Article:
History and Description of the Remains

In 1932, Robert Braidwood of the University of Michigan discovered human remains eroding from the surface while conducting an archeological survey of mounds comprising the Juntunen and Arrowhead Drive Sites in Mackinac County, MI. Between the initial 1932 discovery and 1960, human remains representing, at minimum, 76 individuals were excavated from the Juntunen Site. In 1959, Mr. Charles Juntunen, the landowner of the site, found the human remains while preparing a road using a bulldozer. Mr. Juntunen contacted the University of Michigan to salvage the remains, and Alan McPherron and James Griffin conducted multiple excavations. The Juntunen Site contains five ossuaries (one large and four small, both defined by secondary-burials), one infant burial, and additional human remains collected from the surface of a mound. The largest ossuary discovered at the site consisted of a lower burial pit (Feature 10) separated by a sterile layer of soil from an upper burial pit (Feature 11), both of which were lined with birch bark. At minimum, 33 individuals were found in this ossuary buried in bundles, with a high number of individuals exhibiting pathological expressions of tuberculosis in conjunction with chronic vitamin deficiencies. The four smaller ossuaries contained, at minimum, 32 individuals. Additionally, an infant burial was discovered in a pit that was covered by a collapsed log roof. Human remains were also recovered from the surface of the site representing, at minimum, 10 individuals. No known individuals were identified. There are 71 associated funerary objects including: 1 medicine bundle containing 2 stone points; 1 red ground stone or palette; 2 ground stones; 3 flint cores; 13 stone flakes; 3 bone chisels; 3 harpoon heads; 2 small bone awls; 2 large bone awls; 1 otter skull with soil; 1 lot consisting of a strike-a-light kit—iron pyrite, flint, and “skitaagin; ” 1 copper awl; 1 bone punch or splinter with polished tips; 1 lot of twined textile fragments from the medicine bag; 2 miniature ceramic vessels; 29 shell and fish beads; 1 lot of approximately 700 Marginella shells that formed a shell beaded band or belt; and 3 lots of soil from the largest ossuary.

McPherron and Griffin noted a long history of occupation at the site. Archeological analysis suggests that the location was used as a large, seasonal fishing camp during the Late Woodland period. The burials were found to date between 1200-1400 A.D. based on ceramic typology and Carbon 14 analysis. The burial treatments found at the site and in the ossuaries are consistent with the time period.

In 1963, human remains representing, at minimum, seven individuals (1 elderly male, 3 adult females, 2 adult males, and 1 infant/neonate) were excavated from Arrowhead Drive Site by Charles Eyman of the University of Michigan. No known individuals were identified. The 20 associated funerary objects include: 1 medicine bundle containing 7 chert fragments; 1 animal bone lot with beaver incisors, black bear maxilla, bird and mammal bones; 8 stone fragments including specular hematite; 1 lot of the remains of a skin bag; 1 lot of shell and soil; 1 antler tool with a beaver incisor found near Burial 7; and 1 lot of ceramic sherds from two partial vessels.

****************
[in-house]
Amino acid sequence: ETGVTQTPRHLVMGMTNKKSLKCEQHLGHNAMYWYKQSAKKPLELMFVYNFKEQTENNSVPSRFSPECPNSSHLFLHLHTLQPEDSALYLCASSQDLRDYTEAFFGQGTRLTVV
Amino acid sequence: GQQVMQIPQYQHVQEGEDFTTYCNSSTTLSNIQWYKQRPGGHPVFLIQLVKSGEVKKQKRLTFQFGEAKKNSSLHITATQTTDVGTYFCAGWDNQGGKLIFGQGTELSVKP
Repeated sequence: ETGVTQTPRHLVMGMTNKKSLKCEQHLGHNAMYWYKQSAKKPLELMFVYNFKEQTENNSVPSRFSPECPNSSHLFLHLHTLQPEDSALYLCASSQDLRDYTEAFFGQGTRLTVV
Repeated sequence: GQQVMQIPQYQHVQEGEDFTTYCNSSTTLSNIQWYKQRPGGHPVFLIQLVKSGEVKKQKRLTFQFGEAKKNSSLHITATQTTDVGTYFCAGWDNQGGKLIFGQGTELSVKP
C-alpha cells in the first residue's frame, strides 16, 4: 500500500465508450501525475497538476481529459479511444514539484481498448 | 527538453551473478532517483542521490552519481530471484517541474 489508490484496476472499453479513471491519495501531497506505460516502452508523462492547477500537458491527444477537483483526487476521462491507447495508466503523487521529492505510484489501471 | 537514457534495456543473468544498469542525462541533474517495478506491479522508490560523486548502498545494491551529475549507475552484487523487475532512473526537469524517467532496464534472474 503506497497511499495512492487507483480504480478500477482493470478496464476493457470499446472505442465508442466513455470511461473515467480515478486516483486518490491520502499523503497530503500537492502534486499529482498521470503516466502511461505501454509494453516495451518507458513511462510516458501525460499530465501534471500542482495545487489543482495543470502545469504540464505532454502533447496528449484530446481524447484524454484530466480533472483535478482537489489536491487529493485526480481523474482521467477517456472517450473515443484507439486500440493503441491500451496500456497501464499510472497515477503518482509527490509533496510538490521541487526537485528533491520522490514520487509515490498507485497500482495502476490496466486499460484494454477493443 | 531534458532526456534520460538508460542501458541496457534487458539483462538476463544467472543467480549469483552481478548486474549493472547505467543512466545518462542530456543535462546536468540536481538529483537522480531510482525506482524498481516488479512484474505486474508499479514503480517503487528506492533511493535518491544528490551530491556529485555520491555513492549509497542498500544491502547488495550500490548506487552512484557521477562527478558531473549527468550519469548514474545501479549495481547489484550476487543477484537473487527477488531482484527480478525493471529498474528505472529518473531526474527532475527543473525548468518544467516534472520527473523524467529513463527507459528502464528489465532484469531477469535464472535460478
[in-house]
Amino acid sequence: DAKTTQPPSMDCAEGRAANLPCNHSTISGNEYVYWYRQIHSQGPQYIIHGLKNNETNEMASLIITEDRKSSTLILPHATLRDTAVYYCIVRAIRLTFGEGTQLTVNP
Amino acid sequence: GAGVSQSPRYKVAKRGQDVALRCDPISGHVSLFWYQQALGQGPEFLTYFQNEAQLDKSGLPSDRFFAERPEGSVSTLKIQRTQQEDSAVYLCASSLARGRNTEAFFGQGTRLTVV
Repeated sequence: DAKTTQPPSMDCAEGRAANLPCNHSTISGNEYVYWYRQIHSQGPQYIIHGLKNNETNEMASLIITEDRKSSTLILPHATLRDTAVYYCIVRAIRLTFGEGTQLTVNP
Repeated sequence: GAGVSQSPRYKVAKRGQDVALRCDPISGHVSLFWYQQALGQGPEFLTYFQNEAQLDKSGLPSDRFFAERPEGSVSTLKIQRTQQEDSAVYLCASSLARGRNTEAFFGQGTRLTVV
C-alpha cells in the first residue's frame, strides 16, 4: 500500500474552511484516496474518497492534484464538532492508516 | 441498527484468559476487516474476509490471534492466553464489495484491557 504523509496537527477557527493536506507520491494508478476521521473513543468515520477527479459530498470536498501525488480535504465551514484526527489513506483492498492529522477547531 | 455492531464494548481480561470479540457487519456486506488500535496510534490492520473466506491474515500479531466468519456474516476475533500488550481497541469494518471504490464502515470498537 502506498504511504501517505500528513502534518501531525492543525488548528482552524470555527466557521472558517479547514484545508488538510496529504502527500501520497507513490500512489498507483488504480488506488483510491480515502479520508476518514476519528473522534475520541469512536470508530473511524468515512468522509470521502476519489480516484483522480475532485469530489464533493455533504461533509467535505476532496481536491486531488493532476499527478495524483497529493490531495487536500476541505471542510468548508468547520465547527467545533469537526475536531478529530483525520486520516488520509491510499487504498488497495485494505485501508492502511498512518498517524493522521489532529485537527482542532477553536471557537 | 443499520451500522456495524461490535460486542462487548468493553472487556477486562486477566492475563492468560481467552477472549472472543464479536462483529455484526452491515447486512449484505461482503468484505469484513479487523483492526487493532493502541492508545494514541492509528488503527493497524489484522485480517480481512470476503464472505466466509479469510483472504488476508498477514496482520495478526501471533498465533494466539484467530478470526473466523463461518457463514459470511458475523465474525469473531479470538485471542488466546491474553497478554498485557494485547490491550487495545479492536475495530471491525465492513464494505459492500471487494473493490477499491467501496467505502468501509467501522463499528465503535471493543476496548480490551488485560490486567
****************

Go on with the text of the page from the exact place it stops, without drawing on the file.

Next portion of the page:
This site is adjacent to the Juntunen Site; however, the mortuary treatment of the human remains buried at Arrowhead Drive show primary interment in the mound, whereas burials at the Juntunen site were interred in secondary bundles. Individuals at this site also show more cavities and tooth wear than those from the adjacent excavation. The burial feature at this site was found to date between 70 B.C.-170 A.D. based on Carbon 14 dating and diagnostic artifacts, falling within the Middle Woodland period and pre-dating the Juntunen Site by more than 1,000 years.

Sometime prior to 1924, human remains representing, at minimum one individual were removed from an unknown site in Saint Ignace, MI. The University of Michigan Museum of Anthropology purchased the human remains from Reverend L. P. Rowland in November of 1924 as part of a larger collection known as the “Rowland Collection,” which spans approximately 1,000 archeological and ethnographic objects from various locations in North America. No information on provenience is present except a reference to Saint Ignace, MI on the catalog card. Individual number 1276 was determined to be a middle aged adult 30-50 years of age, possibly female with cranial modifications from cradle boarding. No known individuals were identified. No funerary objects are present.